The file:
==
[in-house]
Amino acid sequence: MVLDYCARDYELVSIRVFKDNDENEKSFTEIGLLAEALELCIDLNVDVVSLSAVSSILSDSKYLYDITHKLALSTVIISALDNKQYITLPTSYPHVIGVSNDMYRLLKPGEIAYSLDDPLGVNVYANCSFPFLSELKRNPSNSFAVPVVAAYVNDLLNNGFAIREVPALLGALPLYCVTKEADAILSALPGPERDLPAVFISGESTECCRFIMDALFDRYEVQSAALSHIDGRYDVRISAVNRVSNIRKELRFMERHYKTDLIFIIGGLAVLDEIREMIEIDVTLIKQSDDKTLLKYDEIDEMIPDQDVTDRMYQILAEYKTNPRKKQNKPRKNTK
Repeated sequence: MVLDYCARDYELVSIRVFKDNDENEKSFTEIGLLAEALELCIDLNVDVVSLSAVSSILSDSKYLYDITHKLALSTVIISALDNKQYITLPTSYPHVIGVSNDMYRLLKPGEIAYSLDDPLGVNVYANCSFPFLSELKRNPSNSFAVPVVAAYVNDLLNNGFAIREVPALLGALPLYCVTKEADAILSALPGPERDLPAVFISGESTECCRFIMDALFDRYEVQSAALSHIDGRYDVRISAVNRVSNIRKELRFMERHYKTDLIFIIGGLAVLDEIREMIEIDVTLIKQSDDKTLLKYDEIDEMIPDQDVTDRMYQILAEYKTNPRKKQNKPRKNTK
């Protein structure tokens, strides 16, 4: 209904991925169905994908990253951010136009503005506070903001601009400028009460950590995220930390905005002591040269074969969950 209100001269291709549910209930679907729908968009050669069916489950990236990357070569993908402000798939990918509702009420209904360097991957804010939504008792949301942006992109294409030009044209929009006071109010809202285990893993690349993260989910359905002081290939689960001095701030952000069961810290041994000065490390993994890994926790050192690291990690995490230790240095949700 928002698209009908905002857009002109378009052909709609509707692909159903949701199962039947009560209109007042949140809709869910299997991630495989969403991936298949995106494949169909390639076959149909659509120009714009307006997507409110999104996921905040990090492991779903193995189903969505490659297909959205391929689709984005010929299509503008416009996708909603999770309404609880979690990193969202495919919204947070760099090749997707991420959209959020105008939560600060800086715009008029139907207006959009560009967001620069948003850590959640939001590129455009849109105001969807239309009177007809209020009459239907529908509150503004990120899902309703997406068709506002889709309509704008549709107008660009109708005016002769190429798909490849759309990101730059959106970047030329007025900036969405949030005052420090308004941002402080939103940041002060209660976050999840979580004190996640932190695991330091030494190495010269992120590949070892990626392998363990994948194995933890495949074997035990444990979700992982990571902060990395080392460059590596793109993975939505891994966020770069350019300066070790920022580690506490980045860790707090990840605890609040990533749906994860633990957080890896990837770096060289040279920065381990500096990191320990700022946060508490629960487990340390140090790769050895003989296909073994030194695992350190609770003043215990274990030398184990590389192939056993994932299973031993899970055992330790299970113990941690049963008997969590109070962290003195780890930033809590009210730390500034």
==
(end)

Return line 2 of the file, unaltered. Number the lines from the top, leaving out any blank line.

Amino acid sequence: MVLDYCARDYELVSIRVFKDNDENEKSFTEIGLLAEALELCIDLNVDVVSLSAVSSILSDSKYLYDITHKLALSTVIISALDNKQYITLPTSYPHVIGVSNDMYRLLKPGEIAYSLDDPLGVNVYANCSFPFLSELKRNPSNSFAVPVVAAYVNDLLNNGFAIREVPALLGALPLYCVTKEADAILSALPGPERDLPAVFISGESTECCRFIMDALFDRYEVQSAALSHIDGRYDVRISAVNRVSNIRKELRFMERHYKTDLIFIIGGLAVLDEIREMIEIDVTLIKQSDDKTLLKYDEIDEMIPDQDVTDRMYQILAEYKTNPRKKQNKPRKNTK